“Stupid Girl”


I’ve been using the word “stupid” a lot lately.  No real reason; it just seems like everyone and everything is kind of annoying to me right now.

This is one of the more mean-spirited songs from the Rolling Stones.  I mean, let’s face it, these men are not exactly bastions of enlightened feminism.  Calling them sexist pigs would really be an insult to pigs, since, as far as I know, pigs don’t care what sex anyone is.  Unlike some of their other disturbingly anti-woman songs, “Stupid Girl” has never been one of my favorites, although I can think of any number of reality TV stars it could be applied to.

Stupid just seems to be everywhere right now.  It’s like some kind of highly communicable disease: Everyone catches a case of it at least once in their lives, but if you’re lucky, it’s only mild and temporary.  But I see so much stupidity being treated like something worthwhile, it kind of burns me up. From politicians who proudly declare that they don’t know much about whatever important (and usually scientific) thing they’re trying to legislate against to a family of people whose last name begins with K and ends with “Oh my god, why do these people exist?”, stupid seems to be way too popular.  There was an epidemic of stupid in Baltimore the other day, which seems to be dying out but could flare up again at any moment.

I should take a moment to explain my definition of stupidity.  Stupid people are not those who are uneducated.  That’s simply being uneducated, and if you expose most people to ideas and knowledge, they will take in at least some of it.  Stupid is also not an inability to learn.  Developmental and mental problems are not stupidity; they are conditions that can be dealt with and adapted to.  No, stupid is the willful, conscious refusal to learn.  Stupid is the refusal to be open to new ideas and facts that may contradict or invalidate beliefs you hold dearly.  Stupid is the refusal to acknowledge that other people might not feel or believe the same things you do, and that you should not impose your beliefs or feelings on others without their permission.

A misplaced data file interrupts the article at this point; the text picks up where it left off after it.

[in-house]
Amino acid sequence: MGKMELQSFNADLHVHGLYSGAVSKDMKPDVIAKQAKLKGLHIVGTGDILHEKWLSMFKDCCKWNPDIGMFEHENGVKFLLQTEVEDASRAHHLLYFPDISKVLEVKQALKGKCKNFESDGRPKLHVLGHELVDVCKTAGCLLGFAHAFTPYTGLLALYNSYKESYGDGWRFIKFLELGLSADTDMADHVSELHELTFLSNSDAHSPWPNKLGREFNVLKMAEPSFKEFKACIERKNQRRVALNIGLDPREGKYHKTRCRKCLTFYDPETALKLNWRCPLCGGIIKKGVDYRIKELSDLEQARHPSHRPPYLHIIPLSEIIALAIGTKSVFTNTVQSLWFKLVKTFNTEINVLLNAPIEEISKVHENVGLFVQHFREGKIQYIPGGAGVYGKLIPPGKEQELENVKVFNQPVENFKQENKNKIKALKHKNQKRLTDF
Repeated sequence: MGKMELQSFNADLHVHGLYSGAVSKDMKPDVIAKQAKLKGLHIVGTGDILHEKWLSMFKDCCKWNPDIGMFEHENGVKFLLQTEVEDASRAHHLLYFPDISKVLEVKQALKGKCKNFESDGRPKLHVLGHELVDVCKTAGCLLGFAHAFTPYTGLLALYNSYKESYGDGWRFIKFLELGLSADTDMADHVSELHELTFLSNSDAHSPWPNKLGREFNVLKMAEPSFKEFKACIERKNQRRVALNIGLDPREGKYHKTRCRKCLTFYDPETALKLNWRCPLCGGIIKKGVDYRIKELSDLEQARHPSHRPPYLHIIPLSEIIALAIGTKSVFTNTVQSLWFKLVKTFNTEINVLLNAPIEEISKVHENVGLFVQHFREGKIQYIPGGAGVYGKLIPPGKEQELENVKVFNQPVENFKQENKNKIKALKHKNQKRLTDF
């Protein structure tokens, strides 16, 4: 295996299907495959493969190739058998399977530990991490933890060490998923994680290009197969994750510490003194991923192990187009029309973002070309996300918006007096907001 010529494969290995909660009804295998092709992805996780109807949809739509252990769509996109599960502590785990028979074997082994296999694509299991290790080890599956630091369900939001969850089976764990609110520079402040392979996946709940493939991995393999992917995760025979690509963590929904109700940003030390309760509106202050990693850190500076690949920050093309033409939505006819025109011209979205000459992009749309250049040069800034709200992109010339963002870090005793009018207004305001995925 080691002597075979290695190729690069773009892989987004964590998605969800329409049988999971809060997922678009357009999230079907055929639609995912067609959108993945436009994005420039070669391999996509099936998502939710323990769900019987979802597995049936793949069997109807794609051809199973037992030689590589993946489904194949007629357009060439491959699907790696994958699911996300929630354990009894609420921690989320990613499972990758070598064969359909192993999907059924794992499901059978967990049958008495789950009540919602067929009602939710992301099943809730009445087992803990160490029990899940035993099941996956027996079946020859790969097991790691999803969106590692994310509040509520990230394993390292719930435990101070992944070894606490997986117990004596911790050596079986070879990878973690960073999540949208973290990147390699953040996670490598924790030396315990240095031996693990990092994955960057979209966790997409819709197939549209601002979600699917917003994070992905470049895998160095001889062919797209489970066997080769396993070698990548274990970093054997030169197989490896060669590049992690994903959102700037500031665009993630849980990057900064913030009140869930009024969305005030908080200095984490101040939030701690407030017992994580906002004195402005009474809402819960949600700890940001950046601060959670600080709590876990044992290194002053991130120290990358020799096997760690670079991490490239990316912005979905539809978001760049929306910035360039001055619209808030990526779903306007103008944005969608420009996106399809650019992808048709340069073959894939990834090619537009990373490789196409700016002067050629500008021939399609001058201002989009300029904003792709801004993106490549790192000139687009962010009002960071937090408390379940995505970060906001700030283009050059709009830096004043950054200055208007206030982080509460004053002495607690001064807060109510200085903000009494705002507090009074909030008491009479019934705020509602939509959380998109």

So this merely adequate Rolling Stones song is dedicated to all you stupid people out there.  I’d say you know who you are, but you’re probably too busy declaring how smart you are to the rest of the world.

6 thoughts on ““Stupid Girl”

  1. It astounds me how much there is an anti-intellectual movement in this country and how few apply critical thinking skills. It is fueled by a lack of empathy and a “hey, it’s not happening to me, not my problem” attitude. It’s hard not to feel discouraged.

    • Absolutely! I’m not sure how far back the roots of anti-intellectualism go, but one of the first real dismissals of intelligence as a quality to be desired was in the 60s when so many college students and intelligensia opposed the Vietnam War, and all the lower/working class “regular” folks saw them as draft dodgers and malcontents. Smart is making a bit of a comeback, but we’ve still got a long way to go before stupid is cured.

      • I don’t know when the movement started, but it’s horrifying to watch now as people who should know better discard facts in order to perpetuate their view of the world. It’s a dangerous game– especially when people cannot view events objectively or critically. It stems from mental laziness– they could know, but choose not to.

  2. I hate to say it, but I believe that the Internet (particularly social media) has allowed many people to know just a little bit about a lot of things. I’m not immune from that effect.

    • A little knowledge is indeed a dangerous thing. Worse, I think the Internet allows people the comfort of anonymity of being nasty and partisan without the burden of having to prove yourself to others. You can just shut down anyone who doesn’t agree with you, and ignore any information that doesn’t support your worldview.

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